Reflections on a Nation: American Writings from the Gilder Lehrman Collection

September 10, 2013, through January 12, 2014
Image of Declaration of Independence

This fall the Morgan will display a selection of exceptional documents from the Gilder Lehrman Institute of American History, one of the country's foremost archives of Americana. The selection represents seminal moments and key figures in U.S. history and reflects the collection's strengths in documents from the Revolutionary, early national, antebellum, and Civil War periods.

On view will be the only surviving copy of a 1776 edition of the Declaration of Independence printed in South Carolina, George Washington's letter to Henry Knox expressing reluctance at assuming the presidency, a first edition of Harriet Beecher Stowe's Uncle Tom's Cabin along with her letter to Prince Albert praising Britain's early abolition of slavery, Abraham Lincoln's 1858 stump speech fragment in which he argues that all creatures are entitled to the fruits of their own labor, and a poignant letter to Mary Todd Lincoln from Frederick Douglass thanking her for the gift of her late husband's walking stick.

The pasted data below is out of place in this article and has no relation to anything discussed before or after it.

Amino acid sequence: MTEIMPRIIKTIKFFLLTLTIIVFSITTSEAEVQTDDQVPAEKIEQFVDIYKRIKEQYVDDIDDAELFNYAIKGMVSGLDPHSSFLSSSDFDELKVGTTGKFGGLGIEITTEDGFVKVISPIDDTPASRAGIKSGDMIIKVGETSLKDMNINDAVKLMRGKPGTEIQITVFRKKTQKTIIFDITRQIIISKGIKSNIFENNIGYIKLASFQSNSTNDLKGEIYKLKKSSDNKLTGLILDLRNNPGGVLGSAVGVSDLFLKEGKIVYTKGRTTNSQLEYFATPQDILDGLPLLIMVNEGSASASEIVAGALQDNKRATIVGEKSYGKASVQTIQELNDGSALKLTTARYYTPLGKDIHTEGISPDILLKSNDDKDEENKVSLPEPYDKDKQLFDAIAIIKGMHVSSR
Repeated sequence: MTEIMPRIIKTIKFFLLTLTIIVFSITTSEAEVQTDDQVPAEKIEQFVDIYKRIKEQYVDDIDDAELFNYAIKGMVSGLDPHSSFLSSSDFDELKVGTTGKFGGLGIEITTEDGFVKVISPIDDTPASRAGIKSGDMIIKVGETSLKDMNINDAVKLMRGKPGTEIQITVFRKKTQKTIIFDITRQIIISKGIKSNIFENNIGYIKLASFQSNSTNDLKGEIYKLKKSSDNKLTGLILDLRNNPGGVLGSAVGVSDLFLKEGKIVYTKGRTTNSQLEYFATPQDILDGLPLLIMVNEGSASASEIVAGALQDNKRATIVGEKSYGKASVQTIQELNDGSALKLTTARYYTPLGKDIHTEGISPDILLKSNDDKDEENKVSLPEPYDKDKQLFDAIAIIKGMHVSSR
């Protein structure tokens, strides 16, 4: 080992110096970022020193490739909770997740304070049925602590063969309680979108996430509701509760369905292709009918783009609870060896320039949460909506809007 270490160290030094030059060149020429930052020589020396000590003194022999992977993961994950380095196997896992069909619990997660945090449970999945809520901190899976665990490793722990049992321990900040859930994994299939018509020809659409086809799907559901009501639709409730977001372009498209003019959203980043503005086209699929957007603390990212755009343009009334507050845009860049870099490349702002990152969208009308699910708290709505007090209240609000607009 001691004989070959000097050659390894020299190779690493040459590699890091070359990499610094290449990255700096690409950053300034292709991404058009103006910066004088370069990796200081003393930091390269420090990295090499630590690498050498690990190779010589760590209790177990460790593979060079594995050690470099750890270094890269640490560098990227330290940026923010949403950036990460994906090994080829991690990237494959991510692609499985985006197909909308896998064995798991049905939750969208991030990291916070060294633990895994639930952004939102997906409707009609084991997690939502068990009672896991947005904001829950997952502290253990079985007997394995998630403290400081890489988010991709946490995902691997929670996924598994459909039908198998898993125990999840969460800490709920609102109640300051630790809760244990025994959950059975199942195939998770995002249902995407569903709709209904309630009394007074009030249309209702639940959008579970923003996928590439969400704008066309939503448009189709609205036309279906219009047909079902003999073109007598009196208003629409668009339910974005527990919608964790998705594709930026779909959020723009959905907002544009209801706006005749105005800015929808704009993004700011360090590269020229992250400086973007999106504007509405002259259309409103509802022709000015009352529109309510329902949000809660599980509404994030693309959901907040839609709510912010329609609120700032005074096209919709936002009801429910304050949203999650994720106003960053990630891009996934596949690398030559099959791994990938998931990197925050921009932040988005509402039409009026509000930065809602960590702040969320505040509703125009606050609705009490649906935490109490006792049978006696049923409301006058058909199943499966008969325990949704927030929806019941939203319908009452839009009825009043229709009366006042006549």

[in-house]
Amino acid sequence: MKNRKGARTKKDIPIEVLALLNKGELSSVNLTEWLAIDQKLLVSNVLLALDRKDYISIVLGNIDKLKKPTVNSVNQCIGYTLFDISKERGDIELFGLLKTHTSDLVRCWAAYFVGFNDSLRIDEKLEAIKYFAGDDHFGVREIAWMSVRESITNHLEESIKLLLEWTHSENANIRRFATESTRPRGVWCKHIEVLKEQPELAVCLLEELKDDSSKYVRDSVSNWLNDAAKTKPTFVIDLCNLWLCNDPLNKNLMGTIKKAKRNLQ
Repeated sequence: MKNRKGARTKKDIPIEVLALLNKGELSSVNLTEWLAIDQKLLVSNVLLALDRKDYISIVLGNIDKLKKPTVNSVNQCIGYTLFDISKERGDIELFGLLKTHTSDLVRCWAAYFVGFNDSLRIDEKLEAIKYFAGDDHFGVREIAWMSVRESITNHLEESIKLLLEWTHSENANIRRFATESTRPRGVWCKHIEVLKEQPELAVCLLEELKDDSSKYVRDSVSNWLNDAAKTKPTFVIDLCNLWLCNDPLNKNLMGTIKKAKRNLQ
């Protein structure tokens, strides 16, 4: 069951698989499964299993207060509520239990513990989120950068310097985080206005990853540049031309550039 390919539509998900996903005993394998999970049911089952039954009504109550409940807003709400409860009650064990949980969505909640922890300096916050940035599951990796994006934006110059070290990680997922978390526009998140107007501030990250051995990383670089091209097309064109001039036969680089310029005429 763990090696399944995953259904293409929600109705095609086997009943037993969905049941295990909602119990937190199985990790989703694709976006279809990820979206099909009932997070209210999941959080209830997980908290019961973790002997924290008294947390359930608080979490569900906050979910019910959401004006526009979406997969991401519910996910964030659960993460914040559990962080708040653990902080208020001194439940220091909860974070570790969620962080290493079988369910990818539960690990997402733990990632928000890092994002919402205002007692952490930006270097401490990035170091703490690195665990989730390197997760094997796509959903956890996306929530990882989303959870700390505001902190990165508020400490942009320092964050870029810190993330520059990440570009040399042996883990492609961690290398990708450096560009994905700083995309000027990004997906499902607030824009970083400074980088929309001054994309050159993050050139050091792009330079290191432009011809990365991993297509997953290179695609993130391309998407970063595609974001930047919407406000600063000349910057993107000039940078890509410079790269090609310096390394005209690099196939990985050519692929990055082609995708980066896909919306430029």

Thomas Jefferson (1743–1826)
Declaration of Independence printed by Peter Timothy, 2 August 1776, Charleston, South Carolina.
The Gilder Lehrman Institute of American History